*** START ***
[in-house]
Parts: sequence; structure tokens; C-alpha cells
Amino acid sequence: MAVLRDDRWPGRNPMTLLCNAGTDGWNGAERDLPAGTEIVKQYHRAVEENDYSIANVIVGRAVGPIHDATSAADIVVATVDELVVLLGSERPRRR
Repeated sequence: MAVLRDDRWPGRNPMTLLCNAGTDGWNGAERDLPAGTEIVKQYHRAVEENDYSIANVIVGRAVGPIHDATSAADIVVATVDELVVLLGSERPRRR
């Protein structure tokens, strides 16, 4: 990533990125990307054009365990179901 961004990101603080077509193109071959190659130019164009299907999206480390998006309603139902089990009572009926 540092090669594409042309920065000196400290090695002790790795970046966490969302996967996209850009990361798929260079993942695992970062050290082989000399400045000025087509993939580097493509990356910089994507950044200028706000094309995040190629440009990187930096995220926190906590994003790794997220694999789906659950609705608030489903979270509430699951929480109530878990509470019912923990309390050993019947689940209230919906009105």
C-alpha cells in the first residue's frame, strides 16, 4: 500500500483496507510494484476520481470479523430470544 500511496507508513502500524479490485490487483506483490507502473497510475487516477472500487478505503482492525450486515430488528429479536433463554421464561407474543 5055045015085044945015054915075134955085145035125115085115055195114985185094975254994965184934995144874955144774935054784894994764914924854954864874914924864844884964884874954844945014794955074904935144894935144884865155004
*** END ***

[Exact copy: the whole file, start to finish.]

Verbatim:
[in-house]
Parts: sequence; structure tokens; C-alpha cells
Amino acid sequence: MAVLRDDRWPGRNPMTLLCNAGTDGWNGAERDLPAGTEIVKQYHRAVEENDYSIANVIVGRAVGPIHDATSAADIVVATVDELVVLLGSERPRRR
Repeated sequence: MAVLRDDRWPGRNPMTLLCNAGTDGWNGAERDLPAGTEIVKQYHRAVEENDYSIANVIVGRAVGPIHDATSAADIVVATVDELVVLLGSERPRRR
């Protein structure tokens, strides 16, 4: 990533990125990307054009365990179901 961004990101603080077509193109071959190659130019164009299907999206480390998006309603139902089990009572009926 540092090669594409042309920065000196400290090695002790790795970046966490969302996967996209850009990361798929260079993942695992970062050290082989000399400045000025087509993939580097493509990356910089994507950044200028706000094309995040190629440009990187930096995220926190906590994003790794997220694999789906659950609705608030489903979270509430699951929480109530878990509470019912923990309390050993019947689940209230919906009105």
C-alpha cells in the first residue's frame, strides 16, 4: 500500500483496507510494484476520481470479523430470544 500511496507508513502500524479490485490487483506483490507502473497510475487516477472500487478505503482492525450486515430488528429479536433463554421464561407474543 5055045015085044945015054915075134955085145035125115085115055195114985185094975254994965184934995144874955144774935054784894994764914924854954864874914924864844884964884874954844945014794955074904935144894935144884865155004